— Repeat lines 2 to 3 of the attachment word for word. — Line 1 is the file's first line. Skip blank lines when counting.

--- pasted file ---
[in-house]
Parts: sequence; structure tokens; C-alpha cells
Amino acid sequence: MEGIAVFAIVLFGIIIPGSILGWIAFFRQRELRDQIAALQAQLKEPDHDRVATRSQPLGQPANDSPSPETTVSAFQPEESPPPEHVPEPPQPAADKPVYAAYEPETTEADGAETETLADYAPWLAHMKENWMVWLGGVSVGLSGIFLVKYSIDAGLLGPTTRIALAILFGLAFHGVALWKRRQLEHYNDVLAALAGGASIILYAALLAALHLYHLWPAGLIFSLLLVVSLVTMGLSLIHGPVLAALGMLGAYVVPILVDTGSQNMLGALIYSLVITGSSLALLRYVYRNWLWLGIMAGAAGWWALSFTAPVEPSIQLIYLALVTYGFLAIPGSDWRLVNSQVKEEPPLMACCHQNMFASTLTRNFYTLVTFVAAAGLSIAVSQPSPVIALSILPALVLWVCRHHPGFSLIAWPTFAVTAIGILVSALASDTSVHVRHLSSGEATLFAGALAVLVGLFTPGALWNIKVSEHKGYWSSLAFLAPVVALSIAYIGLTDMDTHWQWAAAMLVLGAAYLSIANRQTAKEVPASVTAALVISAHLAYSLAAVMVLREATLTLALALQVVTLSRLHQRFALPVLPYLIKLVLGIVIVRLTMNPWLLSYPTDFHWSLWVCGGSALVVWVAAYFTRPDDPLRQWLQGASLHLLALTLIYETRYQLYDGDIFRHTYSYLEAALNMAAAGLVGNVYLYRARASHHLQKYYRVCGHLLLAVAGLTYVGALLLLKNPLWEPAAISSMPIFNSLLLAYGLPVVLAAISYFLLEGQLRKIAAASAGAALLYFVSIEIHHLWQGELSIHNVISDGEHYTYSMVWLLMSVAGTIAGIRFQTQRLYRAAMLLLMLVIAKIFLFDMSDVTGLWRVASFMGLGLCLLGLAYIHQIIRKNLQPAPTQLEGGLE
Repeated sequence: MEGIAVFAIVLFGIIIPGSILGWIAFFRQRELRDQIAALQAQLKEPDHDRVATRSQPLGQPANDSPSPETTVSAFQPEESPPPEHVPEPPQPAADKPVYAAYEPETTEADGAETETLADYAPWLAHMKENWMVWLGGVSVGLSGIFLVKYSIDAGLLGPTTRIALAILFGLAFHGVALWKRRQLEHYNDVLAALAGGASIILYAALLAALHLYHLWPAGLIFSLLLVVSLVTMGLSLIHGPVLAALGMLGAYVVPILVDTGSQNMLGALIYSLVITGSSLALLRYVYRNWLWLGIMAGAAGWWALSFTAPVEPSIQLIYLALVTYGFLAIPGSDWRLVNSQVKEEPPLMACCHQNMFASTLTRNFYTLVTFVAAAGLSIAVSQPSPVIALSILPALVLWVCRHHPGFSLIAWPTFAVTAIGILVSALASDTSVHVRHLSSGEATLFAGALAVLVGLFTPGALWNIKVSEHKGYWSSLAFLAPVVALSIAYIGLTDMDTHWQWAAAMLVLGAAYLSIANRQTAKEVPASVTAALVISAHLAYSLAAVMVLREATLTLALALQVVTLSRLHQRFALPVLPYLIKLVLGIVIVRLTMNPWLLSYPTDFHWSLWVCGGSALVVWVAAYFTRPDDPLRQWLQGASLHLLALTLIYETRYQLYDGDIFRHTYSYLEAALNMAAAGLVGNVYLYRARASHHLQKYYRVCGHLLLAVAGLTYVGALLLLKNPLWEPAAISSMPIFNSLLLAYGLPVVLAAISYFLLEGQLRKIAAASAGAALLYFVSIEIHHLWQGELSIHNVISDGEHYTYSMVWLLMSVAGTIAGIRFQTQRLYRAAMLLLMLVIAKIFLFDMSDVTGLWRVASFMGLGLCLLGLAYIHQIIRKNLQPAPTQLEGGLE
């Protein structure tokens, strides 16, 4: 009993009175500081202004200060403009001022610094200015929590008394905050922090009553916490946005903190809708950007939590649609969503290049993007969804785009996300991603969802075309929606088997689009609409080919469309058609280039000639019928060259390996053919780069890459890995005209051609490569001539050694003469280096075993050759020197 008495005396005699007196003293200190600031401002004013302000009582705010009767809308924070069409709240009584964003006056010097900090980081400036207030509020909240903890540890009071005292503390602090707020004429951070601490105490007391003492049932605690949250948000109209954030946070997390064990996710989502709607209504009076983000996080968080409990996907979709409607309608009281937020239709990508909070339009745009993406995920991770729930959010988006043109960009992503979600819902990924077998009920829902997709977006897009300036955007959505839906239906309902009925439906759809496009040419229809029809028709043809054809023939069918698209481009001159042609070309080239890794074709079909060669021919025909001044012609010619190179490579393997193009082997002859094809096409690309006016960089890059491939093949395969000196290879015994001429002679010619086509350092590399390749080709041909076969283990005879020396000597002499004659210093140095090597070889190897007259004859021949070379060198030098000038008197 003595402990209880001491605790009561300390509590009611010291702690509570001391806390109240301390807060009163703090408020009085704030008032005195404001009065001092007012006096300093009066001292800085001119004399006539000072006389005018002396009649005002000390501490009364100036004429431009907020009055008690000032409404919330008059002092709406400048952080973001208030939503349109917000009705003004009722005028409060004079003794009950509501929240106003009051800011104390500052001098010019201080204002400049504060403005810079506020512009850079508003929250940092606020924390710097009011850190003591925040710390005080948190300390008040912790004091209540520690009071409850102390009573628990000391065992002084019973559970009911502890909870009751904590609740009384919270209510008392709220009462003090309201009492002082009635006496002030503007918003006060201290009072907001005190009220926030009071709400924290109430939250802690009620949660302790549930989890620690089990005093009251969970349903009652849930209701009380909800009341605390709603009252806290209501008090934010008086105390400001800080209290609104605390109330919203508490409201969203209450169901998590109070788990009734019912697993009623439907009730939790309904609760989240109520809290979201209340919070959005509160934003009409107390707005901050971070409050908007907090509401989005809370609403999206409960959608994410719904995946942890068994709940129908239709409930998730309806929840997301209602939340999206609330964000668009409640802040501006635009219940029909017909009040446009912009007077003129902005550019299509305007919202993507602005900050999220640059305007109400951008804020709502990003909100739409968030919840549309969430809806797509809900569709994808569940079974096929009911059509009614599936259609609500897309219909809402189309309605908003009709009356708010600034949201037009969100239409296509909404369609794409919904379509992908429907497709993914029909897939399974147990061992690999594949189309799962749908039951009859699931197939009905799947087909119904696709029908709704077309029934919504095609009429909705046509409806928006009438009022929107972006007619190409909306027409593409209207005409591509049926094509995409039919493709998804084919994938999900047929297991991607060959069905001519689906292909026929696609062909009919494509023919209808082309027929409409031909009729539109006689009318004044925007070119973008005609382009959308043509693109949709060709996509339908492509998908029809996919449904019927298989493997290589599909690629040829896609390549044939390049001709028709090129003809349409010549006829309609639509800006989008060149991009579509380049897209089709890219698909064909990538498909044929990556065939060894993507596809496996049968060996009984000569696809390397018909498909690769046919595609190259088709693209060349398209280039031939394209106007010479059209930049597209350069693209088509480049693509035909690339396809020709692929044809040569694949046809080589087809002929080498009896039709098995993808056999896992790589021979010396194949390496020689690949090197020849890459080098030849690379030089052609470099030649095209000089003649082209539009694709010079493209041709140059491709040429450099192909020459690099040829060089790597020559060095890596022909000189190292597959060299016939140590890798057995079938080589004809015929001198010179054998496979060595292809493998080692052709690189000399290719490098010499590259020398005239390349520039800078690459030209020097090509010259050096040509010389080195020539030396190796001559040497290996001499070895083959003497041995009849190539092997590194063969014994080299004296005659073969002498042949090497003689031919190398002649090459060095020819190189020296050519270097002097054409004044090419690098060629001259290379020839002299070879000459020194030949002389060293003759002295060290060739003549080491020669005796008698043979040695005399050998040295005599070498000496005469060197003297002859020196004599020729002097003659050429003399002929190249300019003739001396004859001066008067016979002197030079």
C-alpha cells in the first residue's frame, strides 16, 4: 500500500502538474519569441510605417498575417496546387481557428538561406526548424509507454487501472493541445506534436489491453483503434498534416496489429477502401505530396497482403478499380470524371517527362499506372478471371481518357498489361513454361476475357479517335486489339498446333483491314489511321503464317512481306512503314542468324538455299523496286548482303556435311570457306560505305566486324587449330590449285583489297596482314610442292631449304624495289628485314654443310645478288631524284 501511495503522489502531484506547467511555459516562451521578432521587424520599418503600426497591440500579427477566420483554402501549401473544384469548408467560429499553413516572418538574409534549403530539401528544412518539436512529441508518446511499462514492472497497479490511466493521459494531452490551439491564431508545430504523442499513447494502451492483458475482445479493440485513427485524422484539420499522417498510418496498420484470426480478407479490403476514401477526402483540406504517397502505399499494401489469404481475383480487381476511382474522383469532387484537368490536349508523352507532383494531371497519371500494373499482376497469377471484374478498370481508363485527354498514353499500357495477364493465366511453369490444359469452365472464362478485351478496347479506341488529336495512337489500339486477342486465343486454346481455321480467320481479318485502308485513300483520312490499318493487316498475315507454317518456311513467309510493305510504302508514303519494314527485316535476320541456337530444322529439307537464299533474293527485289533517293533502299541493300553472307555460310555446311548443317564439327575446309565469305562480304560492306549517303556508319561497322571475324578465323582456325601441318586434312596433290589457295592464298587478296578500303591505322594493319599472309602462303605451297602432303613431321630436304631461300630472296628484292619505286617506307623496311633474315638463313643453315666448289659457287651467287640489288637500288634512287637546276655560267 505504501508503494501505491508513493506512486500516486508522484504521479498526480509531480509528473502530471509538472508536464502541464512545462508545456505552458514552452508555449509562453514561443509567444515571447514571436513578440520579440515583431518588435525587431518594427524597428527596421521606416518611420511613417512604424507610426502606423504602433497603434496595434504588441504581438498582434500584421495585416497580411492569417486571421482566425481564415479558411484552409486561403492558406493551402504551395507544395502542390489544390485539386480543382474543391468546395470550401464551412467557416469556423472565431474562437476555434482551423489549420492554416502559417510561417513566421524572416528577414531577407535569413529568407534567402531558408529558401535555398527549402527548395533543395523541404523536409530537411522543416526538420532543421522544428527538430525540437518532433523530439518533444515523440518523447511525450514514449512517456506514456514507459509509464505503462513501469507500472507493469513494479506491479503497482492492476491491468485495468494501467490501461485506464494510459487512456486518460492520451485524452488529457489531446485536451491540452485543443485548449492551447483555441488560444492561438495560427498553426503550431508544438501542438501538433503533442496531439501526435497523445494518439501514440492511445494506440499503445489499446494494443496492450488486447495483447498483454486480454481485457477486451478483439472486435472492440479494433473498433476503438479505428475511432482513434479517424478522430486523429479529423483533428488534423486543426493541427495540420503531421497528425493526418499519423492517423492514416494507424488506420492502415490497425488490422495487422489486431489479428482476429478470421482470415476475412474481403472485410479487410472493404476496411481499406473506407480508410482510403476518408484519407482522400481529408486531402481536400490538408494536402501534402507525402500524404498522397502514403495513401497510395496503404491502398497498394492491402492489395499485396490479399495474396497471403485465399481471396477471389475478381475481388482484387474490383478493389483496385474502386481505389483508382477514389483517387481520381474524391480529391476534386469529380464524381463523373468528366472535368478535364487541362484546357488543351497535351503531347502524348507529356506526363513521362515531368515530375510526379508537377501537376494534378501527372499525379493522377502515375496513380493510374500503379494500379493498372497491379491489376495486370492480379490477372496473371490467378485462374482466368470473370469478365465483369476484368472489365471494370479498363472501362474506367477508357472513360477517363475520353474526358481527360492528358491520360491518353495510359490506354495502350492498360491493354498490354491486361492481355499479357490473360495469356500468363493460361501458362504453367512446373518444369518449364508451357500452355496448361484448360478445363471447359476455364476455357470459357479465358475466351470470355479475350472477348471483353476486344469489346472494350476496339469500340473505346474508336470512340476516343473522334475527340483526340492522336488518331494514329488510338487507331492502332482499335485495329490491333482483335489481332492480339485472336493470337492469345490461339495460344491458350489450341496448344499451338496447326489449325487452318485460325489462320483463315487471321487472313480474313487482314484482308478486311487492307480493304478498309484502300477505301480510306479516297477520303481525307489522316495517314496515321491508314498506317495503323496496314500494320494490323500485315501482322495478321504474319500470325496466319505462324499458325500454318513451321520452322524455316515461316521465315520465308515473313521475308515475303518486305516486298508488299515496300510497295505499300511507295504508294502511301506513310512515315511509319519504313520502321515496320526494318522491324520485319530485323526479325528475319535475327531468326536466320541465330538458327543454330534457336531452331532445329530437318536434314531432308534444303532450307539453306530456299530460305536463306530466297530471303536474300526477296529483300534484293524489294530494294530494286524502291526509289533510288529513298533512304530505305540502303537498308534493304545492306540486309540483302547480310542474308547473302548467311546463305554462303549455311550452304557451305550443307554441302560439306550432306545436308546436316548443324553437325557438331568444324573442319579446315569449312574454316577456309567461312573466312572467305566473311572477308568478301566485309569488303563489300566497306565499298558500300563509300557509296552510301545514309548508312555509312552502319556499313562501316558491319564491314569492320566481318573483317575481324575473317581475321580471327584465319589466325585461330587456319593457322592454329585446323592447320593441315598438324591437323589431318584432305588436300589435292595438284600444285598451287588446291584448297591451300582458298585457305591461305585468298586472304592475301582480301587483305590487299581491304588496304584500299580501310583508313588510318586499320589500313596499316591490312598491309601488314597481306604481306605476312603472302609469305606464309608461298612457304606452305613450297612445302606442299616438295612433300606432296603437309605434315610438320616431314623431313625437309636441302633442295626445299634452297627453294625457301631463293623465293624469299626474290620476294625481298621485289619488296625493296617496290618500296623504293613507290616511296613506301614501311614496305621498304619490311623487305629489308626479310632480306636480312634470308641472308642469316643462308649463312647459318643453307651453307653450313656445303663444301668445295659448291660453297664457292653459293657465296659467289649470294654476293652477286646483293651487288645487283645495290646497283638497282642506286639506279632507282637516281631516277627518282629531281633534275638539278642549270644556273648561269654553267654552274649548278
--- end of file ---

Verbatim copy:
Parts: sequence; structure tokens; C-alpha cells
Amino acid sequence: MEGIAVFAIVLFGIIIPGSILGWIAFFRQRELRDQIAALQAQLKEPDHDRVATRSQPLGQPANDSPSPETTVSAFQPEESPPPEHVPEPPQPAADKPVYAAYEPETTEADGAETETLADYAPWLAHMKENWMVWLGGVSVGLSGIFLVKYSIDAGLLGPTTRIALAILFGLAFHGVALWKRRQLEHYNDVLAALAGGASIILYAALLAALHLYHLWPAGLIFSLLLVVSLVTMGLSLIHGPVLAALGMLGAYVVPILVDTGSQNMLGALIYSLVITGSSLALLRYVYRNWLWLGIMAGAAGWWALSFTAPVEPSIQLIYLALVTYGFLAIPGSDWRLVNSQVKEEPPLMACCHQNMFASTLTRNFYTLVTFVAAAGLSIAVSQPSPVIALSILPALVLWVCRHHPGFSLIAWPTFAVTAIGILVSALASDTSVHVRHLSSGEATLFAGALAVLVGLFTPGALWNIKVSEHKGYWSSLAFLAPVVALSIAYIGLTDMDTHWQWAAAMLVLGAAYLSIANRQTAKEVPASVTAALVISAHLAYSLAAVMVLREATLTLALALQVVTLSRLHQRFALPVLPYLIKLVLGIVIVRLTMNPWLLSYPTDFHWSLWVCGGSALVVWVAAYFTRPDDPLRQWLQGASLHLLALTLIYETRYQLYDGDIFRHTYSYLEAALNMAAAGLVGNVYLYRARASHHLQKYYRVCGHLLLAVAGLTYVGALLLLKNPLWEPAAISSMPIFNSLLLAYGLPVVLAAISYFLLEGQLRKIAAASAGAALLYFVSIEIHHLWQGELSIHNVISDGEHYTYSMVWLLMSVAGTIAGIRFQTQRLYRAAMLLLMLVIAKIFLFDMSDVTGLWRVASFMGLGLCLLGLAYIHQIIRKNLQPAPTQLEGGLE